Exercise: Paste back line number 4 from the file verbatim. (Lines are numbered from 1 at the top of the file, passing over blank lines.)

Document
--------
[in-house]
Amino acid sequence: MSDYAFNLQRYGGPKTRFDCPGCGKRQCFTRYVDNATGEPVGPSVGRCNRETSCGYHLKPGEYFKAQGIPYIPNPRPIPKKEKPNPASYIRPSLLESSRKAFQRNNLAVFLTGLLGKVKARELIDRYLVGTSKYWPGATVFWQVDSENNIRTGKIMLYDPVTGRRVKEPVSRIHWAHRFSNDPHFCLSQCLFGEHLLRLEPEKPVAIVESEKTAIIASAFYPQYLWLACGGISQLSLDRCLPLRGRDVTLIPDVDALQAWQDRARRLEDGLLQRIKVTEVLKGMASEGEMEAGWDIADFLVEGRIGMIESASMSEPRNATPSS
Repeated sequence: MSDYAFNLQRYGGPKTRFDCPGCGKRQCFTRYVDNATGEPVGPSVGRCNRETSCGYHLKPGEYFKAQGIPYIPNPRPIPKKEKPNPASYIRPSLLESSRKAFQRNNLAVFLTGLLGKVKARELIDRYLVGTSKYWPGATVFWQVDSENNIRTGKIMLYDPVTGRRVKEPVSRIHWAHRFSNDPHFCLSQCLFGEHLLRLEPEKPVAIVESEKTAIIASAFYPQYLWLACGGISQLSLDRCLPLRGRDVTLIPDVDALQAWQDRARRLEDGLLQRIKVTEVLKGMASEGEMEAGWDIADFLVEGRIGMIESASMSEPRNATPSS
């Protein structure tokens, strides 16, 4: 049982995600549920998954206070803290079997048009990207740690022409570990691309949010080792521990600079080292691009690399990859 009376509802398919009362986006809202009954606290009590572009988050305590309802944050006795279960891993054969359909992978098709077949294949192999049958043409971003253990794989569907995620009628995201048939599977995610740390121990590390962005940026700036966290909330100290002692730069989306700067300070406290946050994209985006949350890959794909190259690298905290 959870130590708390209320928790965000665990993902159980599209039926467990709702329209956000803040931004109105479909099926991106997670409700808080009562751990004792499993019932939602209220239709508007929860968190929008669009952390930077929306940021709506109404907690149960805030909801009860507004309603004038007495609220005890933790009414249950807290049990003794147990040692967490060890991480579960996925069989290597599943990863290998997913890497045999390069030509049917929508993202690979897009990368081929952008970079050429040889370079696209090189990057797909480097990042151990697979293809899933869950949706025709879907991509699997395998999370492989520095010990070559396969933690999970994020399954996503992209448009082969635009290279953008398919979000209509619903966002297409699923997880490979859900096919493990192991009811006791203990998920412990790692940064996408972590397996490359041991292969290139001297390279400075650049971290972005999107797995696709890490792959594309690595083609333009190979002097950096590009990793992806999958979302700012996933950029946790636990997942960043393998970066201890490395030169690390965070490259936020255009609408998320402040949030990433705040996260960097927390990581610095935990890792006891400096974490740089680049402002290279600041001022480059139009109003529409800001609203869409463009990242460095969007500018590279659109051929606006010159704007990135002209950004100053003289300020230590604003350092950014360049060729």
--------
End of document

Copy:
């Protein structure tokens, strides 16, 4: 049982995600549920998954206070803290079997048009990207740690022409570990691309949010080792521990600079080292691009690399990859 009376509802398919009362986006809202009954606290009590572009988050305590309802944050006795279960891993054969359909992978098709077949294949192999049958043409971003253990794989569907995620009628995201048939599977995610740390121990590390962005940026700036966290909330100290002692730069989306700067300070406290946050994209985006949350890959794909190259690298905290 959870130590708390209320928790965000665990993902159980599209039926467990709702329209956000803040931004109105479909099926991106997670409700808080009562751990004792499993019932939602209220239709508007929860968190929008669009952390930077929306940021709506109404907690149960805030909801009860507004309603004038007495609220005890933790009414249950807290049990003794147990040692967490060890991480579960996925069989290597599943990863290998997913890497045999390069030509049917929508993202690979897009990368081929952008970079050429040889370079696209090189990057797909480097990042151990697979293809899933869950949706025709879907991509699997395998999370492989520095010990070559396969933690999970994020399954996503992209448009082969635009290279953008398919979000209509619903966002297409699923997880490979859900096919493990192991009811006791203990998920412990790692940064996408972590397996490359041991292969290139001297390279400075650049971290972005999107797995696709890490792959594309690595083609333009190979002097950096590009990793992806999958979302700012996933950029946790636990997942960043393998970066201890490395030169690390965070490259936020255009609408998320402040949030990433705040996260960097927390990581610095935990890792006891400096974490740089680049402002290279600041001022480059139009109003529409800001609203869409463009990242460095969007500018590279659109051929606006010159704007990135002209950004100053003289300020230590604003350092950014360049060729």